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Efforts across the state aim to increase monarch butterfly and pollinator populations

COLUMBUS (WCMH) - Monarch butterfly populations have decreased by 80% over the last 20 years mostly because of habitat loss, according to the Midwest Association of Fish and Wildlife Agencies.
 
Organizations across the state, including the Ohio Department of Transportation (ODOT), The Ohio State University and the Franklin Park Conservatory are doing their part to help support Ohio's native pollinators.
 
On Wednesday, it was the first day of planting for ODOT near the entrance of I-71 near Hudson Street. 
 
“We want to have a pollinator habitat in every county and we’re well on our way," said ODOT pollinator habitat coordinator Joel Hunt. “We have 150 acres to develop this spring and we’re talking thousands of acres over the next few years.”
 
Hunt said they're using roadsides to plant native grasses and plants, like milkweed, that's essential for a monarch's survival. ODOT will also stop mowing certain areas to allow natural wildflowers to reemerge. 
 
Besides saving taxpayer dollars by decreasing mowing on the roadsides, ODOT hopes these pollinator habitats will also serve as a beautification project.
 
 
“Because we manage the most land of any public entity in Ohio, we have the opportunity and really the responsibility to use that land responsibly," he said. “The monarch butterfly is really driving the bus, but we’re helping all pollinators.”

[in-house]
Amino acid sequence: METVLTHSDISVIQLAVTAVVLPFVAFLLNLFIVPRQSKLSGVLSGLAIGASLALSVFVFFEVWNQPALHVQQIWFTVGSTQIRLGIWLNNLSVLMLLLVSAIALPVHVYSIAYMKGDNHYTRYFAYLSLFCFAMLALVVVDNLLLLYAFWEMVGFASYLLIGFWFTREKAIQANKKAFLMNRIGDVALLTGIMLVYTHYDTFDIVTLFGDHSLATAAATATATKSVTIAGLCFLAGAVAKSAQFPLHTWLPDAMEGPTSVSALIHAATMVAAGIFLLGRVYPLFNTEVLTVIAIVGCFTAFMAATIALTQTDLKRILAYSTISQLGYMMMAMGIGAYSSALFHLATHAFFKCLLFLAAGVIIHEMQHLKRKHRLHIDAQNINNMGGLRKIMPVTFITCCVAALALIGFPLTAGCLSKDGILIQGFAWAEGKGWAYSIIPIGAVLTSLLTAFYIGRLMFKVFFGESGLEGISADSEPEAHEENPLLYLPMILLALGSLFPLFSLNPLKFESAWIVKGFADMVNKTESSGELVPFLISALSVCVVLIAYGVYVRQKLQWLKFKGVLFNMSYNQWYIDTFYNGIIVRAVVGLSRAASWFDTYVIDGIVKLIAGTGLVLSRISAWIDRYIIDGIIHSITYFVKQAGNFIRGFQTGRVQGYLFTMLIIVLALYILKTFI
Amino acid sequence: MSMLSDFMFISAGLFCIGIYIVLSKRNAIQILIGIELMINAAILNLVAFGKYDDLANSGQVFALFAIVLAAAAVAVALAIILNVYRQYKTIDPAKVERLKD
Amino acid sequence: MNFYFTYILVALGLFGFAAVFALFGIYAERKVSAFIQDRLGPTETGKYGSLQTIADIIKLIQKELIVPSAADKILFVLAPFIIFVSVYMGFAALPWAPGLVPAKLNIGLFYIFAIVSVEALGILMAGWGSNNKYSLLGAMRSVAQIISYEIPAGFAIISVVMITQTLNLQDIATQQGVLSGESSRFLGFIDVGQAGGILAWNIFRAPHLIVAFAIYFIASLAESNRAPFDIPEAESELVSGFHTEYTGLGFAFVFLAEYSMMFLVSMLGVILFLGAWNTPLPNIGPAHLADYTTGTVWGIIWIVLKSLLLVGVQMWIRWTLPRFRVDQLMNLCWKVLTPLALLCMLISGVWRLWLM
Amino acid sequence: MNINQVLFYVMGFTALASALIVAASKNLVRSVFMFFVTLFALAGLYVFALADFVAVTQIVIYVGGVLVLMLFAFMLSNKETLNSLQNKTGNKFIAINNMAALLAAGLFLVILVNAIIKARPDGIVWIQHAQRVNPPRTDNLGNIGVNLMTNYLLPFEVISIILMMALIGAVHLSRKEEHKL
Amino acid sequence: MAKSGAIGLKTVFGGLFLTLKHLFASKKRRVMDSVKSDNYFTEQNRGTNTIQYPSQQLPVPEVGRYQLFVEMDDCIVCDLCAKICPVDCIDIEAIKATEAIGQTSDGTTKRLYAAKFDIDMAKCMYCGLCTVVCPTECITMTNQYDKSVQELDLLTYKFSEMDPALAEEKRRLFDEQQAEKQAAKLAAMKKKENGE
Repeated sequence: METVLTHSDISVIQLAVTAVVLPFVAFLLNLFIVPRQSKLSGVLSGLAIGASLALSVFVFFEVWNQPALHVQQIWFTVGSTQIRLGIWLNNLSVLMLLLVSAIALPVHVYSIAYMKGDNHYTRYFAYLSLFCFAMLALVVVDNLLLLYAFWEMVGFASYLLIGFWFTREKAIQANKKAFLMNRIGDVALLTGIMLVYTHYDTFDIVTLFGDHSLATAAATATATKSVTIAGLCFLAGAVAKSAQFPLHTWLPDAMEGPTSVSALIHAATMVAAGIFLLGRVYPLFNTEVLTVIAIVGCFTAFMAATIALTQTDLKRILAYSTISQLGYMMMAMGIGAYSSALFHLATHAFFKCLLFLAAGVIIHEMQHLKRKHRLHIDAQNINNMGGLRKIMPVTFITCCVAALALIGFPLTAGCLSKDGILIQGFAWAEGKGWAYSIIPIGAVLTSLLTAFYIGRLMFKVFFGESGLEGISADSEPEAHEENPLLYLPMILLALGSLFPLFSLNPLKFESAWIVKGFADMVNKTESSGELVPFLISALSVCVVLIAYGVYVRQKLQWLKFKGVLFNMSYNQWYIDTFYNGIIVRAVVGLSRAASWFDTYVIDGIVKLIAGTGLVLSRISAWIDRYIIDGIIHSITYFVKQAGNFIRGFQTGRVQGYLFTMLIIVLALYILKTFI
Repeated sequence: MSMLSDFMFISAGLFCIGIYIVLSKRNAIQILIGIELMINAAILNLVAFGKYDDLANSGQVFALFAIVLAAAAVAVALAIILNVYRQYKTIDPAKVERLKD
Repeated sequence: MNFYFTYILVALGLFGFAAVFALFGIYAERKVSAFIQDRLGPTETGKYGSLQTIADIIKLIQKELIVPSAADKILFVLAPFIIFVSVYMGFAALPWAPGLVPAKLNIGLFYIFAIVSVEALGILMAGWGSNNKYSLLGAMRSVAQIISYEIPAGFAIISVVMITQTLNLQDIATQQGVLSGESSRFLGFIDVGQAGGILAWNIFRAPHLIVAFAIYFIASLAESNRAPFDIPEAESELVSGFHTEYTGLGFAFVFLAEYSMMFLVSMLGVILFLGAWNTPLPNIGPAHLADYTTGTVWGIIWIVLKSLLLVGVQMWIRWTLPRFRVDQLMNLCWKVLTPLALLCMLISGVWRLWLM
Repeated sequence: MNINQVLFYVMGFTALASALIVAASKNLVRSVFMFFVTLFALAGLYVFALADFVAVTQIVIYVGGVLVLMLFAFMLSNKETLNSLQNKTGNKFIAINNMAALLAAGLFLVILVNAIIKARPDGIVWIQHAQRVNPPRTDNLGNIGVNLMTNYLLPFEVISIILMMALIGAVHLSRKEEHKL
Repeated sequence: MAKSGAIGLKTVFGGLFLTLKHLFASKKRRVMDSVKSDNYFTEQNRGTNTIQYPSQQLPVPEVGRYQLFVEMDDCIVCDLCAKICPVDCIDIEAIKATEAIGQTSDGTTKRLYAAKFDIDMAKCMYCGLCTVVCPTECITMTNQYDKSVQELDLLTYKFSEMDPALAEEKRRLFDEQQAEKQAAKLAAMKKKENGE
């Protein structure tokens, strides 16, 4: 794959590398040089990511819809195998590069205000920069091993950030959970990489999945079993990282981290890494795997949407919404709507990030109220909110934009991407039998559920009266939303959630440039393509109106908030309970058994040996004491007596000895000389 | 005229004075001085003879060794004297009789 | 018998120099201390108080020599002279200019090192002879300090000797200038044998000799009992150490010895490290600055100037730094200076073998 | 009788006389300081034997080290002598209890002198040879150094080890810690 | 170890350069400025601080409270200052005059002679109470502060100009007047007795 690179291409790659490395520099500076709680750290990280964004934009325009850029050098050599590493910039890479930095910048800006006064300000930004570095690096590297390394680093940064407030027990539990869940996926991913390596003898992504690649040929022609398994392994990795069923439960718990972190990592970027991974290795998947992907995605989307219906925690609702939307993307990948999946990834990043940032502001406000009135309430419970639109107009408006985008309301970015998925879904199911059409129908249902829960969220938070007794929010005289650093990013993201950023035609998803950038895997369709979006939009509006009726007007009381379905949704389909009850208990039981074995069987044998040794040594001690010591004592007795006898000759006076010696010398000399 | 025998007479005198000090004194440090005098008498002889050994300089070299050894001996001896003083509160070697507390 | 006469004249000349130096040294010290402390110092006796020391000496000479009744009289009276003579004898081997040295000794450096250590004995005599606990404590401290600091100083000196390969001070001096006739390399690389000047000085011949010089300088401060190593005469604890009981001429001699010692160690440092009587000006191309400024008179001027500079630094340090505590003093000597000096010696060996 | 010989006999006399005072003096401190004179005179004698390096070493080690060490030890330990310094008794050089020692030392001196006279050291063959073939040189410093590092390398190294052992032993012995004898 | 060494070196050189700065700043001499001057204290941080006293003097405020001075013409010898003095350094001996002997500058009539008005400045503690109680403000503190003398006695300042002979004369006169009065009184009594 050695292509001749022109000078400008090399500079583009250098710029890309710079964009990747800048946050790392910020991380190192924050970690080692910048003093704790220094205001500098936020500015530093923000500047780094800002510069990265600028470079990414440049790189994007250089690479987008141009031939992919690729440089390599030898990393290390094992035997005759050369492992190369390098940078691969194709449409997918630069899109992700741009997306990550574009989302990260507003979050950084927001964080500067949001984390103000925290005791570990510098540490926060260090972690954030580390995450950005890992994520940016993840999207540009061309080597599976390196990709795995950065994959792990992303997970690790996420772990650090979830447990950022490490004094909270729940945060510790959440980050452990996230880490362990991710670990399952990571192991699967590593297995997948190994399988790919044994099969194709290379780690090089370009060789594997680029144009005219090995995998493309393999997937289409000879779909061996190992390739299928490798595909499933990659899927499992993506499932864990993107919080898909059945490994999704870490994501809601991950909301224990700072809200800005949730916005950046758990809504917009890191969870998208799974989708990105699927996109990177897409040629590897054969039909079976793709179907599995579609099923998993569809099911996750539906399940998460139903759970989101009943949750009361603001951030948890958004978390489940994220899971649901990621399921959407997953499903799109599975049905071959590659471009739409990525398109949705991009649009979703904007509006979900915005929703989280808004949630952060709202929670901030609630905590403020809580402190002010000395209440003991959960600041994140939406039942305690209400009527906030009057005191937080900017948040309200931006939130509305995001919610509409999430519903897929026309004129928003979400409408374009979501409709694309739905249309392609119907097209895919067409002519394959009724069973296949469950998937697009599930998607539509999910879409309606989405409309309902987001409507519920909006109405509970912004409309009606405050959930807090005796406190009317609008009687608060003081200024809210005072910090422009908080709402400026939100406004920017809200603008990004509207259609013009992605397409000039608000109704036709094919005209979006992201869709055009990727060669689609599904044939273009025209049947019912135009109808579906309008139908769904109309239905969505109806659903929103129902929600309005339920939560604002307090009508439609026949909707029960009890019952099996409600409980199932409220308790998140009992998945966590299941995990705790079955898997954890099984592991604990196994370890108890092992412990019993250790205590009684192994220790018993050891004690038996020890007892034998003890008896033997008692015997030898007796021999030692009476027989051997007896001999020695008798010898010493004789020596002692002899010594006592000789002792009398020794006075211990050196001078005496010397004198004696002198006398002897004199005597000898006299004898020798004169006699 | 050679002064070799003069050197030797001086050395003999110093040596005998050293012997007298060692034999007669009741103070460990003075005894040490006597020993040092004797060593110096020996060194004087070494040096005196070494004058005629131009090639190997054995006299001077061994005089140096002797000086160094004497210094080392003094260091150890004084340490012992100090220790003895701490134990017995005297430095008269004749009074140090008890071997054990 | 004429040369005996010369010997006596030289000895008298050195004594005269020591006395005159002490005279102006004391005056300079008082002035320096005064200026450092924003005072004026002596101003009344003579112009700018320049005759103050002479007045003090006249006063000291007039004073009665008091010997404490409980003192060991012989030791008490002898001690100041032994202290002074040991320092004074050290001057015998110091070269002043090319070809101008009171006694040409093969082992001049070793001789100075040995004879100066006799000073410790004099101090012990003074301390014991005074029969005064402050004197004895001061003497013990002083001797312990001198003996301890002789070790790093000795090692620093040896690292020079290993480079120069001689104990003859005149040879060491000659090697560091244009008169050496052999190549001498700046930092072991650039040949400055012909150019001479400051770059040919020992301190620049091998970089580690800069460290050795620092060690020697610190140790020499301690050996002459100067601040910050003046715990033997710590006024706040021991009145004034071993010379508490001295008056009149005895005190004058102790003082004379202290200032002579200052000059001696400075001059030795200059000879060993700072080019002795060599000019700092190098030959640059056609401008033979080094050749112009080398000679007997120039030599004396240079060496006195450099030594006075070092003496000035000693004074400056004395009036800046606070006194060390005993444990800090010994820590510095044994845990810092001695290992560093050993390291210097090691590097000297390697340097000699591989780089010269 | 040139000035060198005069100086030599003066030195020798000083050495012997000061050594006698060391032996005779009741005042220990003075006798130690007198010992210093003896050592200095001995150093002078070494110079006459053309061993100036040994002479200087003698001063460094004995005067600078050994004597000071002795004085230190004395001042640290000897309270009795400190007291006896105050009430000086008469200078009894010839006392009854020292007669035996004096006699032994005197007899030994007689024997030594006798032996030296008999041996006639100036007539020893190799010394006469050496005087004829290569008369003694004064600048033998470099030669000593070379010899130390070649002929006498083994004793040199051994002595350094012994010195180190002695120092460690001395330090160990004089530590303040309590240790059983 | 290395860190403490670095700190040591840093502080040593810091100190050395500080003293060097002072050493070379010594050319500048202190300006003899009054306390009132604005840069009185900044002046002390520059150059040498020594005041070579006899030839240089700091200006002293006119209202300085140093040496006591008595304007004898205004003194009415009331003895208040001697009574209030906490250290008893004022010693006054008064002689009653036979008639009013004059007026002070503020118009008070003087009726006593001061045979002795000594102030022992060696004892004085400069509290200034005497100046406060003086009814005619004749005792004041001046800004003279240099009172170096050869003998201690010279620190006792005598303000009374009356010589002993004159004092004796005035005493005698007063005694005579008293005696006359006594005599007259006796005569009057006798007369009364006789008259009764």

Monarchs and other butterflies used to be a common sight in Ohio. Now, one of the few places you can be guaranteed to find them is at the Franklin Park Conservatory. 
 
“We’ve lost a lot of their natural habitat that’s why these fragments are so important," said OSU Chadwick Arboretum and Learning Gardens director Mary Maloney.
 
At the arboretum, they created a pollinator hillside or waystation.
 
"We include plants that butterflies, in particular monarch butterflies, need on their north to south, south to north, annual migrations," she said. 
 
Maloney said they encourage homeowners to do their part to include native plants, like milkweed, in the gardens. 
 
“I think ecosystems are impacted by these loses and we need to be very deliberate in how we’re working to remedy these situations," she said. 
 
The Ohio DNR Division of Wildlife has private lands biologist that cover each county in Ohio. They are available to make site visits, offer recommendations and provide guidance for improving wildlife habitat on properties. It's a free service. You can find more information at this link by clicking here. 

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